Collapsed Apostle tells a story
5 July 2005
Geologist Dr Tasman Walker of Creation Ministries International said that the famous ‘Twelve Apostles’ off the coast of Victoria, Australia have eroded much faster than most people imagine.
Australians were shocked to learn that one of the ‘Twelve Apostles’ crumpled into the Southern Ocean just after 9 am on Sunday 3 July 2005, leaving just a heap of rubble.
A Sydney family touring the area captured remarkable before-and-after images of the disintegrated rock formation.
The 50-metre-high sea stack, second from the viewing platform, began to shimmer and collapsed into a heap within seconds.
A Parks Victoria spokesperson said she was shocked by the collapse. ‘You think these structures are going to last for a while and certainly not [think you’ll] actually see one collapse in your lifetime.’
According to geologist Walker, the reaction to the collapse illustrates how the public have been conditioned with geological ideas that do not match reality.
‘We are told that The Apostles started to form up to 20 million years ago when erosion gradually attacked the limestone cliffs of Port Campbell. No wonder everyone is surprised when one collapses.
‘But there was a similar collapse in 1990 when London Bridge, a natural rock arch to one of the stacks, gave way not long after people walked over it. Two people had to be rescued by helicopter.
‘About 10 years ago in Western Australia nine people were killed when similar limestone strata collapsed onto the beach during an inter-school surfing competition.
‘The stacks are not millions of years old. The limestone strata were deposited during Noah’s Flood, as the floodwaters flowed from the emerging Australian continent.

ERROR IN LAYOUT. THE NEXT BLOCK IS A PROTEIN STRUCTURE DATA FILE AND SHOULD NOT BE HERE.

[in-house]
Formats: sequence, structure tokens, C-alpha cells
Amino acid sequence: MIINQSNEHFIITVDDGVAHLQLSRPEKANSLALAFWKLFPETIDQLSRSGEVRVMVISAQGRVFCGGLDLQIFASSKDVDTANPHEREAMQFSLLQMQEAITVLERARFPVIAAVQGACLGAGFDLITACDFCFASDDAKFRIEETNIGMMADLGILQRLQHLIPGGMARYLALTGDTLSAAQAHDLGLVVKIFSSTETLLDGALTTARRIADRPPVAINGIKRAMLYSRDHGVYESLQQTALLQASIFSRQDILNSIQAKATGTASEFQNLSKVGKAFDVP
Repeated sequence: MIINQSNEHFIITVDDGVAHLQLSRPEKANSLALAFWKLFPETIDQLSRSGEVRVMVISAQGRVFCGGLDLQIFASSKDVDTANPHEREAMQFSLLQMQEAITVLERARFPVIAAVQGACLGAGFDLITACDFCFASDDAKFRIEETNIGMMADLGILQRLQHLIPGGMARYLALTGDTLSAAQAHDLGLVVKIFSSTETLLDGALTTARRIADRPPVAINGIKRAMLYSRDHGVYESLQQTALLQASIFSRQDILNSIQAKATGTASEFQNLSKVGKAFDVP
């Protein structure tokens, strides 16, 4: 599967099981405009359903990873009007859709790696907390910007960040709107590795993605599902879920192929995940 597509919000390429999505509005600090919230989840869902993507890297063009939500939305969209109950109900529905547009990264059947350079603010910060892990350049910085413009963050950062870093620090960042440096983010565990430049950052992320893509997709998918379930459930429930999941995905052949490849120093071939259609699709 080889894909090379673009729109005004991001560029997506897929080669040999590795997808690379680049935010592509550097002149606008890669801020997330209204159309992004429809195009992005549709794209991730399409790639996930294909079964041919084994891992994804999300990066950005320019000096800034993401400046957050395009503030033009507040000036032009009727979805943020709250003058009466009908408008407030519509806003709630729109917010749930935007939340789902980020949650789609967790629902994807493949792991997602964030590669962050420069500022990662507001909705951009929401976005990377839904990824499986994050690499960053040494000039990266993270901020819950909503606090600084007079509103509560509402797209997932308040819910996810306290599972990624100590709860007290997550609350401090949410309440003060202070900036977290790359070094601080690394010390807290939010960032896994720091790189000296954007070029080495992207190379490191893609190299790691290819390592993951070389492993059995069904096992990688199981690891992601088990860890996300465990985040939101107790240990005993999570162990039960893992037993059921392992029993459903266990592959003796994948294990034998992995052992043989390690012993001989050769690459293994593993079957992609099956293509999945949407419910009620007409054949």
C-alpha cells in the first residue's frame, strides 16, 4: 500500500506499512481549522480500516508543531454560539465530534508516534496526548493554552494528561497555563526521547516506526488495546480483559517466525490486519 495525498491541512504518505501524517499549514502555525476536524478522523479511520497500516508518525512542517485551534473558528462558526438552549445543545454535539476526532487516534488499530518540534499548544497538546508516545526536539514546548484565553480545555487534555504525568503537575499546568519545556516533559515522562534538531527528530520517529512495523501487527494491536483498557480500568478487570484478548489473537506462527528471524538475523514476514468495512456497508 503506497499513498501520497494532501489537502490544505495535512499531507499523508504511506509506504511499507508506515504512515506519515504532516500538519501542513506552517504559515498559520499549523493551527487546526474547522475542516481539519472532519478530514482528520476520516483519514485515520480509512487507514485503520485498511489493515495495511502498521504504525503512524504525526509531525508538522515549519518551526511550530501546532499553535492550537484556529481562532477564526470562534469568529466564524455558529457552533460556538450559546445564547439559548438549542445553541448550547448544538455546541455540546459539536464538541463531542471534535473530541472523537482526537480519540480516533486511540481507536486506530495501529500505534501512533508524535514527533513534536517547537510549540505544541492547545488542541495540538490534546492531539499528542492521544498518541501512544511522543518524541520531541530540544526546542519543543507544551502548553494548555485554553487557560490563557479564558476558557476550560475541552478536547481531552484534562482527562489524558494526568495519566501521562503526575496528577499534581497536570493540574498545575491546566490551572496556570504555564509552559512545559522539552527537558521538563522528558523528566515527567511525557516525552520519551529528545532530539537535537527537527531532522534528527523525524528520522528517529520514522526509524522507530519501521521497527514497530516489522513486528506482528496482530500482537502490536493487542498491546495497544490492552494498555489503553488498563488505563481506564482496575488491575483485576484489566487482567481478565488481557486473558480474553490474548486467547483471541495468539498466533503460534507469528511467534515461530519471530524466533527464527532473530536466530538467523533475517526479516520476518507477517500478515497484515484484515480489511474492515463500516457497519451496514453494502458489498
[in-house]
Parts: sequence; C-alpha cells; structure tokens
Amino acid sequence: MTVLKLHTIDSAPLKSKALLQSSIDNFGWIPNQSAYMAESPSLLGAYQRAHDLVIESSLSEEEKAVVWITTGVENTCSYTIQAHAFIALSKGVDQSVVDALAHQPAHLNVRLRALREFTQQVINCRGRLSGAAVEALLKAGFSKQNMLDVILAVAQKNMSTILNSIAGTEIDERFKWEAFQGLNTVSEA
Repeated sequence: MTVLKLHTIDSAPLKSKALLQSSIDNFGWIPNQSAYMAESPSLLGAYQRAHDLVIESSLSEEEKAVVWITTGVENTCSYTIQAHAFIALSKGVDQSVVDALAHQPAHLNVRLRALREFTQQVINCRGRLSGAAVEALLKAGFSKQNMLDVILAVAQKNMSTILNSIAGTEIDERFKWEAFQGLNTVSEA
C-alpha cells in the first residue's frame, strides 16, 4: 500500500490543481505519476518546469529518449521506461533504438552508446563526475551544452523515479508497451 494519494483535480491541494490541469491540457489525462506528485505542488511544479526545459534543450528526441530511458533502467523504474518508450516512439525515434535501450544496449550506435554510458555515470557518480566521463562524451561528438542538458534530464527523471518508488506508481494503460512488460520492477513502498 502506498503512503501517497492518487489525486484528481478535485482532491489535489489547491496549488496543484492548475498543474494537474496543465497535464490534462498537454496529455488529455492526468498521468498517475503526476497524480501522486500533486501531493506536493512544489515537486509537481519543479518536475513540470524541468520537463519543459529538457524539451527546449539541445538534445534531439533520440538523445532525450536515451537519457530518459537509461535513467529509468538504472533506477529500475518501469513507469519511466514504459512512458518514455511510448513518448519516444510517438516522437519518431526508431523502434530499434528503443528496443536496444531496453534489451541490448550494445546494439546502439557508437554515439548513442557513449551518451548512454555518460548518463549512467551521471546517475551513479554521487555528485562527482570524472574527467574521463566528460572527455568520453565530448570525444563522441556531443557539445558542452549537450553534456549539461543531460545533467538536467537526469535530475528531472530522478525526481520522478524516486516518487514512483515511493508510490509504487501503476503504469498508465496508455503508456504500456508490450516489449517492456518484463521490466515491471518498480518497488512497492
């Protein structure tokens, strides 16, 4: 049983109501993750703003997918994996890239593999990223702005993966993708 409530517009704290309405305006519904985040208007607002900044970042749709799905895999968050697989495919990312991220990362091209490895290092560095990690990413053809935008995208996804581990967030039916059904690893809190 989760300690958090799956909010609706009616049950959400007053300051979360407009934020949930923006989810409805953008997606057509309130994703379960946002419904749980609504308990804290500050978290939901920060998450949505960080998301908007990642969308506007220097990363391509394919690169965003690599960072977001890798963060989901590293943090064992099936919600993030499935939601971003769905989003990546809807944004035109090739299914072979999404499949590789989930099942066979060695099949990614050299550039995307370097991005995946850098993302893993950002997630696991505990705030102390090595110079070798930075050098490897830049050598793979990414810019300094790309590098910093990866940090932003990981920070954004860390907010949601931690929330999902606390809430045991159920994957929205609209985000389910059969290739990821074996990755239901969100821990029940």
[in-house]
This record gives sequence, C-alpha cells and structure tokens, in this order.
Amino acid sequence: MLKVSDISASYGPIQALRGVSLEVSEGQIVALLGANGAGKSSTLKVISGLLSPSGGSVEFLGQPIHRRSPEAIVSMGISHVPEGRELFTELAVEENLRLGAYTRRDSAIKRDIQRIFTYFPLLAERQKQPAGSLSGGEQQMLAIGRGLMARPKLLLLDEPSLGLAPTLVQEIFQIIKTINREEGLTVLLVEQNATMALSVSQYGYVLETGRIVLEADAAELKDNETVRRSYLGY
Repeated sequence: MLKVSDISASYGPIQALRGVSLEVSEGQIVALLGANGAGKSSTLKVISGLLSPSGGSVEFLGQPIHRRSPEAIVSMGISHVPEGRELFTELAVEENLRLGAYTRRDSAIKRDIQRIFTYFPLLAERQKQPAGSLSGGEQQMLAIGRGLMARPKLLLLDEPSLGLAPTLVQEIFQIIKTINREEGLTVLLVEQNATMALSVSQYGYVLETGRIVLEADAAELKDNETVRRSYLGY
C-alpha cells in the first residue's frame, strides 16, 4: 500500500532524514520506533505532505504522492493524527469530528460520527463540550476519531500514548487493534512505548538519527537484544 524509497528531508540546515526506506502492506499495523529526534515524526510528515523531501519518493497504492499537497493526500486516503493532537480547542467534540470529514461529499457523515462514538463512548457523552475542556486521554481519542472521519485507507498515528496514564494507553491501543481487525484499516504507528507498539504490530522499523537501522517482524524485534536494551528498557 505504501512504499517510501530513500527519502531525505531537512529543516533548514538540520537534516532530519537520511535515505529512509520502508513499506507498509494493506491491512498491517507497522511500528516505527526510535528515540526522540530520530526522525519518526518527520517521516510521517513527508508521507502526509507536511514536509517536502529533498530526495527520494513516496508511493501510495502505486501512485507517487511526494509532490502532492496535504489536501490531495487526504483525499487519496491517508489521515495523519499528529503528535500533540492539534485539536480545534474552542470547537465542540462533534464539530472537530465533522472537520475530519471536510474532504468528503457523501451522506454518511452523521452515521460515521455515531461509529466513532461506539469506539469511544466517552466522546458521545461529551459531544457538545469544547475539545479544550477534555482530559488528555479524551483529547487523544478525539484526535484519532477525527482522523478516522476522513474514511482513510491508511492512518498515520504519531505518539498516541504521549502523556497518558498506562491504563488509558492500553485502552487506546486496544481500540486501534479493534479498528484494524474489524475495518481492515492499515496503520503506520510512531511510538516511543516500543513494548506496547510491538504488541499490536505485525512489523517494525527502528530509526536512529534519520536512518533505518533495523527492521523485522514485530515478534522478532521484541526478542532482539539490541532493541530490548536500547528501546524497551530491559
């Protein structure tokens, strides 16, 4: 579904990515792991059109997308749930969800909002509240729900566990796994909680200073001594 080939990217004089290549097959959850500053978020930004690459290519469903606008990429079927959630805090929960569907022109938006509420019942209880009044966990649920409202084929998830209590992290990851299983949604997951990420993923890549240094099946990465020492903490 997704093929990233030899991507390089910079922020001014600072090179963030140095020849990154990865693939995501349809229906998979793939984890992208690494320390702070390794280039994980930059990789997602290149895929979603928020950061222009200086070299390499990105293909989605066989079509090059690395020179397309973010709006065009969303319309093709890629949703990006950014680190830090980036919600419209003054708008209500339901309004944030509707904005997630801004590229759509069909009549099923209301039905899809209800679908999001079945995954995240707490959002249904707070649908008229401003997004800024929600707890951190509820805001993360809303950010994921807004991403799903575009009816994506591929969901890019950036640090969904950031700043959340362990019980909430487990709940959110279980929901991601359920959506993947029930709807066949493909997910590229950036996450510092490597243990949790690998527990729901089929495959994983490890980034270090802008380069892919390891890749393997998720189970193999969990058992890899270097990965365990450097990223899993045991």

‘That was just four and a half thousand years ago.’
‘Most geologists do not appreciate the geological effects of Noah’s Flood,’ says Walker. ‘If they did, people would be more aware of geological hazards, and not think that the rocks are a permanent feature of the landscape.’
The Twelve Apostles are icons of the Australian landscape. They are featured around the world as a symbol of the Commonwealth Games being hosted in Melbourne in 2006.
The changed landscape means the many photos and tourist promotions may have to be re-shot.
Before the collapse, the Twelve Apostles numbered nine, but now they are only eight.
Alex Green, the local Parks Victoria ranger said ‘It was one of the bigger [stacks] and integral to what used to be the view.’
It was almost like a building being demolished straight down on itself. The debris has turned the ocean muddy brown but the rubble is expected to vanish within weeks.
Geologist Walker said, ‘These eroding Apostles have a similar message to the original Apostles of Jesus’ time, one concerned with the authority and reliability of God’s Word. This world is young, just as the Bible records.’